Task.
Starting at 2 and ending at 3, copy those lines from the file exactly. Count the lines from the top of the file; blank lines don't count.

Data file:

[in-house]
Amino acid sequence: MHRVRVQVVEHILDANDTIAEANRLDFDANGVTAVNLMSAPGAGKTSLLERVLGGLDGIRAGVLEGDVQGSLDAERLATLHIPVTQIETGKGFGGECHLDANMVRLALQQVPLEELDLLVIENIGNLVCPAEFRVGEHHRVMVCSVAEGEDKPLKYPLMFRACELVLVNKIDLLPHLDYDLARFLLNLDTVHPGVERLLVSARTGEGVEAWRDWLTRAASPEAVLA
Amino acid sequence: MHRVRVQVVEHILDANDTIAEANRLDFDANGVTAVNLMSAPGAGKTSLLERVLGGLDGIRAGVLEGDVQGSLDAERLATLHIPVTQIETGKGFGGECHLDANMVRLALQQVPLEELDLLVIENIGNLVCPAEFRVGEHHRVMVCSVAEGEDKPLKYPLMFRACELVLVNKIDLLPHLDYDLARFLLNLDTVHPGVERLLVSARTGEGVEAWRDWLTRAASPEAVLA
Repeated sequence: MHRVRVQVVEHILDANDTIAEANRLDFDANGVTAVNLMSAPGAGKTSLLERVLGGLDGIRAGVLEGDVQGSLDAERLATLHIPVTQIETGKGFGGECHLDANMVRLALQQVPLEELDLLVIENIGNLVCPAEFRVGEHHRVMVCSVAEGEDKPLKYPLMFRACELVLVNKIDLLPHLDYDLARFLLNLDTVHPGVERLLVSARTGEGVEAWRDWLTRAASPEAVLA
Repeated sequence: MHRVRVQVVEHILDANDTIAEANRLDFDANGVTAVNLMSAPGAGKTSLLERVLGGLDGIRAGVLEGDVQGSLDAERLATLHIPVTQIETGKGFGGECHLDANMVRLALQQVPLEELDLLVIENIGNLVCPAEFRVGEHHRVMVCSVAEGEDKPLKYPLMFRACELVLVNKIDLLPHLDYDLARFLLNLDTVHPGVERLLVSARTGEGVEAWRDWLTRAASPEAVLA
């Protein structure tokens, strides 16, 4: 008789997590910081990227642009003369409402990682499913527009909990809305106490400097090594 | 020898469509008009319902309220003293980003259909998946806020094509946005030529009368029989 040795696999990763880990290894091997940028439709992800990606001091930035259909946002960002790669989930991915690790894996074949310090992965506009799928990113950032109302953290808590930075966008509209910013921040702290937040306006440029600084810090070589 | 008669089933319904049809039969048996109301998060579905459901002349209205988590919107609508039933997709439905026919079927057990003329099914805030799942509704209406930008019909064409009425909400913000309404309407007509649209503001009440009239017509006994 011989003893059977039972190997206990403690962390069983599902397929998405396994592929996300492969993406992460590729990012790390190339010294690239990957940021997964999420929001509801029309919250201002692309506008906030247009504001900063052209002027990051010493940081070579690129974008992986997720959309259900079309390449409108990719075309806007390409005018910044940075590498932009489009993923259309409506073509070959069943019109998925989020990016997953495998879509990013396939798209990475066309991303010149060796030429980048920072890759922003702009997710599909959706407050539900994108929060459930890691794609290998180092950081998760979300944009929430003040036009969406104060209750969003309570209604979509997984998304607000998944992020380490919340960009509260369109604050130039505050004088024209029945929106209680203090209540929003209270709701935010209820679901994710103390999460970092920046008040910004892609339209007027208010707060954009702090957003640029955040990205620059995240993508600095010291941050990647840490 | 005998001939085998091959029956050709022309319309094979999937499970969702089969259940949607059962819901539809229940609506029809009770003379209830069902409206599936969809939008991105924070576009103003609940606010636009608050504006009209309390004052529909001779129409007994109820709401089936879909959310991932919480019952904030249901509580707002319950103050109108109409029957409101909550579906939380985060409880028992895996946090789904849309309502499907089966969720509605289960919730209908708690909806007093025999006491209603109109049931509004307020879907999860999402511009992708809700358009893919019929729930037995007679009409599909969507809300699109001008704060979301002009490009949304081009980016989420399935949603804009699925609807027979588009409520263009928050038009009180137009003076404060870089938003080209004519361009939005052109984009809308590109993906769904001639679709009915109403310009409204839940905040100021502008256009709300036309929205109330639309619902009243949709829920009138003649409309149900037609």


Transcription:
Amino acid sequence: MHRVRVQVVEHILDANDTIAEANRLDFDANGVTAVNLMSAPGAGKTSLLERVLGGLDGIRAGVLEGDVQGSLDAERLATLHIPVTQIETGKGFGGECHLDANMVRLALQQVPLEELDLLVIENIGNLVCPAEFRVGEHHRVMVCSVAEGEDKPLKYPLMFRACELVLVNKIDLLPHLDYDLARFLLNLDTVHPGVERLLVSARTGEGVEAWRDWLTRAASPEAVLA
Amino acid sequence: MHRVRVQVVEHILDANDTIAEANRLDFDANGVTAVNLMSAPGAGKTSLLERVLGGLDGIRAGVLEGDVQGSLDAERLATLHIPVTQIETGKGFGGECHLDANMVRLALQQVPLEELDLLVIENIGNLVCPAEFRVGEHHRVMVCSVAEGEDKPLKYPLMFRACELVLVNKIDLLPHLDYDLARFLLNLDTVHPGVERLLVSARTGEGVEAWRDWLTRAASPEAVLA